Employers need to take care in initiating disciplinary proceedings or taking other management decisions subsequent to the making of a protected disclosure by an employee. Sometimes, an employee who has made a protected disclosure will assert penalisation if the employer initiates disciplinary proceedings against them or makes a management decision which is perceived by the employee to have negative implications for them. There should be no connection between a disciplinary process and a protected disclosure made by the employee. Any connection is likely to be considered penalisation of the employee for having made a protected disclosure and would be unlawful.
On the other hand however, the fact that an employee may have made a protected disclosure does not mean that the employee can assert “immunity” from any disciplinary action or other management decision.
Redress for a Penalised Worker
A worker may complain to the Workplace Relations Commission that he/she has suffered penalisation or been unfairly dismissed as result of making a protected disclosure.
If it is determined that a worker was subject to dismissal or penalisation as a result of making a protected disclosure, they can be awarded up to 5 years remuneration. This can be contrasted with a maximum award of 2 years compensation for an unfair dismissal claim. Unlike a general unfair dismissal claim, if an employee alleges unfair dismissal for having made a protected disclosure, there is no requirement for the employee to have one years’ service.
In addition, the 2014 Act provides for an application for “interim relief” to the Circuit Court by an employee who claims to have been dismissed by their employer wholly or mainly for having made a protected disclosure. Such an application may result in the re-instatement or re-engagement of the employee, pending the determination of their claim by the WRC. In July 2020, the High Court decided on the first Appeal in relation to an order of the Circuit Court granting interim relief. The Plaintiff was a Group Financial Controller for the Defendant and asserted that he was unfairly dismissed in May 2019 for having made protected disclosures concerning financial irregularities and food safety issues. The decision of the Circuit Court to grant interim relief, maintaining the employee on pay, was upheld by the High Court and the company was ordered to continue to maintain the employee on pay until the determination of his claim. The financial implications of this “interim relief” (which is separate from any award which may be may to the employee if his claim is upheld) cannot be underestimated from the Employer’s point of view, particularly due to the current backlog in WRC cases being heard due to Covid -19.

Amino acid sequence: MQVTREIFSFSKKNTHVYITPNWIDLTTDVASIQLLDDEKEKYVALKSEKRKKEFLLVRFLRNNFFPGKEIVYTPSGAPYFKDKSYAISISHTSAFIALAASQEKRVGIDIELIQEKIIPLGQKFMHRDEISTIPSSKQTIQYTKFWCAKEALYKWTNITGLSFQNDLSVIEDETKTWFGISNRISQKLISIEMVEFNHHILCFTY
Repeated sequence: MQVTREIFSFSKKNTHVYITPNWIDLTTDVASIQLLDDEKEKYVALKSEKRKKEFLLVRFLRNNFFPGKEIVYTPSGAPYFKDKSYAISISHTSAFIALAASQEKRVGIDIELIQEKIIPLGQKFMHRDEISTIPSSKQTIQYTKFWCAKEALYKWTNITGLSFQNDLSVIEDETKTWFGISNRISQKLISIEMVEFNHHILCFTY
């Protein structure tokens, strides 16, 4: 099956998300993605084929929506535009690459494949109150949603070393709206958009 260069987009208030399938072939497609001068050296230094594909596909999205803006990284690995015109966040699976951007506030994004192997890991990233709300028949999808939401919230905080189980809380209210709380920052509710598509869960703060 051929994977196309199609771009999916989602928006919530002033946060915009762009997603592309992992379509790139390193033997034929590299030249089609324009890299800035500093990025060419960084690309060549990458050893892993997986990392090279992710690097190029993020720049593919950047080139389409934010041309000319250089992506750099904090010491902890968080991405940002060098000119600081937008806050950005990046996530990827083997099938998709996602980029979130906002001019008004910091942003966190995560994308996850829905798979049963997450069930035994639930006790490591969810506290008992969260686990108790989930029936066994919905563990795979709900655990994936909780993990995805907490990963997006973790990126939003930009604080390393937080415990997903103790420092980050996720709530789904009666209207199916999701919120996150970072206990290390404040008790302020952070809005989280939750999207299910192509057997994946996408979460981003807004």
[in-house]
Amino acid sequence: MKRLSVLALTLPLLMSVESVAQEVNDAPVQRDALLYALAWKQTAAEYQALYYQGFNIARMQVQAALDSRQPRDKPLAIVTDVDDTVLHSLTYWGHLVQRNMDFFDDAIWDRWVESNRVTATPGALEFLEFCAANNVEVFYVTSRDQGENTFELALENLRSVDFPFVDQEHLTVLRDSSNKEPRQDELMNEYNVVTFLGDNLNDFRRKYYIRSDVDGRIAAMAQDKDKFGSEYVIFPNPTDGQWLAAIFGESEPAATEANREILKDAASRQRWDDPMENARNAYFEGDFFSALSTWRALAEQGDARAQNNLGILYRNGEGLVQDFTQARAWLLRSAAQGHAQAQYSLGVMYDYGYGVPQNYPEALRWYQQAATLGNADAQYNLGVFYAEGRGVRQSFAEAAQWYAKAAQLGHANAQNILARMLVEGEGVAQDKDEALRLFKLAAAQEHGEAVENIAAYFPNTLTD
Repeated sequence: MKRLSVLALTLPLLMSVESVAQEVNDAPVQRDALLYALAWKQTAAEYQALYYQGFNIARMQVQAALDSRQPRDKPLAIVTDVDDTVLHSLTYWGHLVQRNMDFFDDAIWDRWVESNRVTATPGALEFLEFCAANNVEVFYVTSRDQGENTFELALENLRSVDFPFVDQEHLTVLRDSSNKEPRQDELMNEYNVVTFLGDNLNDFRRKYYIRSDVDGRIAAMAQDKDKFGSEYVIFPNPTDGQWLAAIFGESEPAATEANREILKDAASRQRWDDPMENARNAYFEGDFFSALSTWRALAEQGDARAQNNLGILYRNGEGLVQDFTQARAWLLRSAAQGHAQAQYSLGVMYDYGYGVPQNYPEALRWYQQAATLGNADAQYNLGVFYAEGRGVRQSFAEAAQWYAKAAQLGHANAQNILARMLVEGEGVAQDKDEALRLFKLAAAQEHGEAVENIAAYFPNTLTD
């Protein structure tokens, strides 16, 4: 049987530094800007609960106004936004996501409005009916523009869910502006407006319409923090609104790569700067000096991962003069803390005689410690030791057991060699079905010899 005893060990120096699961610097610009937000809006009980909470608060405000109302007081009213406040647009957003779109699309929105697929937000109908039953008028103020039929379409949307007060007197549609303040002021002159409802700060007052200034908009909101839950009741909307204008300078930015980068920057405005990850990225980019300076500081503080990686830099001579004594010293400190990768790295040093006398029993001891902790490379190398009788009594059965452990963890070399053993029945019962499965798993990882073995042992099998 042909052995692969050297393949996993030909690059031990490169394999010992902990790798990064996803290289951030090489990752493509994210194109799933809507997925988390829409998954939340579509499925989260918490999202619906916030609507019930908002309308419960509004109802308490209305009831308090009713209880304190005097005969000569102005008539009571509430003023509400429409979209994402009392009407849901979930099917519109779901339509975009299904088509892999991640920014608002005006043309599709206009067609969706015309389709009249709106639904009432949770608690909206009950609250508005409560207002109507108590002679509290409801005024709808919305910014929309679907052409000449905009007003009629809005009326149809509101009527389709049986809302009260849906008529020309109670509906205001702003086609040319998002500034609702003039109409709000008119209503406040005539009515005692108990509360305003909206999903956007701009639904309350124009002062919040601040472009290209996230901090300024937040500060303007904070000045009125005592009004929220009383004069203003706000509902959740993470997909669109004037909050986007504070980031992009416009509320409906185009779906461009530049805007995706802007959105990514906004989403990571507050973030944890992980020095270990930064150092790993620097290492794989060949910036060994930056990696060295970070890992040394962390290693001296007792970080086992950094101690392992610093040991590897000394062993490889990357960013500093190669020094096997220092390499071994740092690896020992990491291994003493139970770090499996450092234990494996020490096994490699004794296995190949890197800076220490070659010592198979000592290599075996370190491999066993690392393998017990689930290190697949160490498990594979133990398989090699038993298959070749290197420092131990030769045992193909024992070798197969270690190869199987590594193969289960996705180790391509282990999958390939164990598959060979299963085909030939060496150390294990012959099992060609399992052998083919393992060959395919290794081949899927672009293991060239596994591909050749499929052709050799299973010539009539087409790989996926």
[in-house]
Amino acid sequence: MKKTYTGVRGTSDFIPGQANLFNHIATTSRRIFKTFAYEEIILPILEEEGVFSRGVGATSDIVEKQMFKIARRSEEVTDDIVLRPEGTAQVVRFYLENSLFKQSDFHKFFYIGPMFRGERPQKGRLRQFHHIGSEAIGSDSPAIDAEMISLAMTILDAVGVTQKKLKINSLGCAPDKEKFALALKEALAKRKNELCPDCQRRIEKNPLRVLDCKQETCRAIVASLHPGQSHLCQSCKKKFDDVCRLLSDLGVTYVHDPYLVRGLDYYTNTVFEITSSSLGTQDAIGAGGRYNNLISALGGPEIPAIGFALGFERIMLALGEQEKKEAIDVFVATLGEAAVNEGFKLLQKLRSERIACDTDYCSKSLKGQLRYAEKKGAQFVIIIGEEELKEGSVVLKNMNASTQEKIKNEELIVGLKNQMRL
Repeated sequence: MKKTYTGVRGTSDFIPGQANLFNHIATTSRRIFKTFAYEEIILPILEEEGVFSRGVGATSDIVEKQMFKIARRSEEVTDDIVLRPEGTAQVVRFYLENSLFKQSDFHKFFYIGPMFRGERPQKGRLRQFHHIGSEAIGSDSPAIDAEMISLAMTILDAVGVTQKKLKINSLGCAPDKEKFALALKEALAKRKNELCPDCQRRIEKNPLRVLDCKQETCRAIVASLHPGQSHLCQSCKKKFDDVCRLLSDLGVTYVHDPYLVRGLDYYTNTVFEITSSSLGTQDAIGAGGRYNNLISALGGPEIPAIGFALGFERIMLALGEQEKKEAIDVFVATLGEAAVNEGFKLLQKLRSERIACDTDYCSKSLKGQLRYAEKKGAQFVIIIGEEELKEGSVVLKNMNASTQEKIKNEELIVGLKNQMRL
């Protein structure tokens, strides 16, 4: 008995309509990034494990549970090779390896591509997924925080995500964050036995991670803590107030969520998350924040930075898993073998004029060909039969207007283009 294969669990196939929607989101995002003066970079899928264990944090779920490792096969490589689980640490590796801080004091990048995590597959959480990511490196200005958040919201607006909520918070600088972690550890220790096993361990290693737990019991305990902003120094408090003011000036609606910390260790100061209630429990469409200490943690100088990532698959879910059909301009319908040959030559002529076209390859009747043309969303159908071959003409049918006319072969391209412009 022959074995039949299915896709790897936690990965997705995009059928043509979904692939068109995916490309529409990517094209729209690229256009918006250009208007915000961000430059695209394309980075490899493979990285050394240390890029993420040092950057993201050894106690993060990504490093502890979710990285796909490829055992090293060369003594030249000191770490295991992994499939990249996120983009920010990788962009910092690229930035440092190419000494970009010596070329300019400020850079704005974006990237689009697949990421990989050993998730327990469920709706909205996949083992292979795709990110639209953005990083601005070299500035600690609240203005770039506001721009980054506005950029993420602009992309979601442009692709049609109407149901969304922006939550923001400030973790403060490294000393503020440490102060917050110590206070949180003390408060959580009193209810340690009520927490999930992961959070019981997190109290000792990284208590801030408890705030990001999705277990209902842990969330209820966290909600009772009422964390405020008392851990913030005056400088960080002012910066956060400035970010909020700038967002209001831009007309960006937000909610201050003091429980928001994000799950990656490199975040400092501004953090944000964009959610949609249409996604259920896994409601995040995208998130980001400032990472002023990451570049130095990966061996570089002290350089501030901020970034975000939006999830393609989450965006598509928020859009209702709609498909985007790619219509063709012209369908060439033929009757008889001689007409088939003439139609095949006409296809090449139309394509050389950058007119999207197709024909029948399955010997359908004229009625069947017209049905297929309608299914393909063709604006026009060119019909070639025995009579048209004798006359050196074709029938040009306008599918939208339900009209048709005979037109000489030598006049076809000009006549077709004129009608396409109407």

If an employee makes a disclosure, an employer should not automatically panic. It is only if an employer dismisses or otherwise penalises a worker for making a protected disclosure that the full protections and redress under the Act may be enforced against the employer.
It is not the case either that making a protected disclosure under the Act operates as a “get out of jail free” card for employees in relation to any future disciplinary process. Certainly, Employers should ensure there is no connection between an employee having made a protected disclosure and any subsequent disciplinary process. Where an employee is subject to disciplinary proceedings, especially where a potential protected disclosure has been made, transparency and fair procedures are, as always, paramount.
Employers should consider having a Protected Disclosures policy in place (sometimes called a Whistleblowing Policy or Speak Up policy) that is accessible by employees. Finally, it is not enough to simply have a Protected Disclosures Policy on paper, this policy must be implemented in practice and the Employer should take steps to ensure there is no retaliation or penalisation against a worker for making a disclosure.
If you have any queries in relation to Protected Disclosures in your workplace, please contact Emily Sexton, Partner, CKT.